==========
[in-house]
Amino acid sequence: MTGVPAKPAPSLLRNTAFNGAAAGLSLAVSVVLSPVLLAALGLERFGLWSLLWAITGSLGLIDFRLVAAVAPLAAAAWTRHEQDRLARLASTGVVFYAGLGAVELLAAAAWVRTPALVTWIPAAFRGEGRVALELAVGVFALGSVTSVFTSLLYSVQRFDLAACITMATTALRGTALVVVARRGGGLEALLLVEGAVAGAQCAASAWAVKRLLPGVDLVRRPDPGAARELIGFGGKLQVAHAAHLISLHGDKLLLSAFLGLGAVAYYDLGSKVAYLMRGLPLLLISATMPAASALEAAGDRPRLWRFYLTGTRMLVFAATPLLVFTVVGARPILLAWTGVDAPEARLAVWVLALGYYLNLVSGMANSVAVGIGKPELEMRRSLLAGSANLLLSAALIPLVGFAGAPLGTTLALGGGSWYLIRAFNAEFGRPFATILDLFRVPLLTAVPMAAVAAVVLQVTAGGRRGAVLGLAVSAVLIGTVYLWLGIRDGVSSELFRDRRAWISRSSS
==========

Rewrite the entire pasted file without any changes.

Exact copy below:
[in-house]
Amino acid sequence: MTGVPAKPAPSLLRNTAFNGAAAGLSLAVSVVLSPVLLAALGLERFGLWSLLWAITGSLGLIDFRLVAAVAPLAAAAWTRHEQDRLARLASTGVVFYAGLGAVELLAAAAWVRTPALVTWIPAAFRGEGRVALELAVGVFALGSVTSVFTSLLYSVQRFDLAACITMATTALRGTALVVVARRGGGLEALLLVEGAVAGAQCAASAWAVKRLLPGVDLVRRPDPGAARELIGFGGKLQVAHAAHLISLHGDKLLLSAFLGLGAVAYYDLGSKVAYLMRGLPLLLISATMPAASALEAAGDRPRLWRFYLTGTRMLVFAATPLLVFTVVGARPILLAWTGVDAPEARLAVWVLALGYYLNLVSGMANSVAVGIGKPELEMRRSLLAGSANLLLSAALIPLVGFAGAPLGTTLALGGGSWYLIRAFNAEFGRPFATILDLFRVPLLTAVPMAAVAAVVLQVTAGGRRGAVLGLAVSAVLIGTVYLWLGIRDGVSSELFRDRRAWISRSSS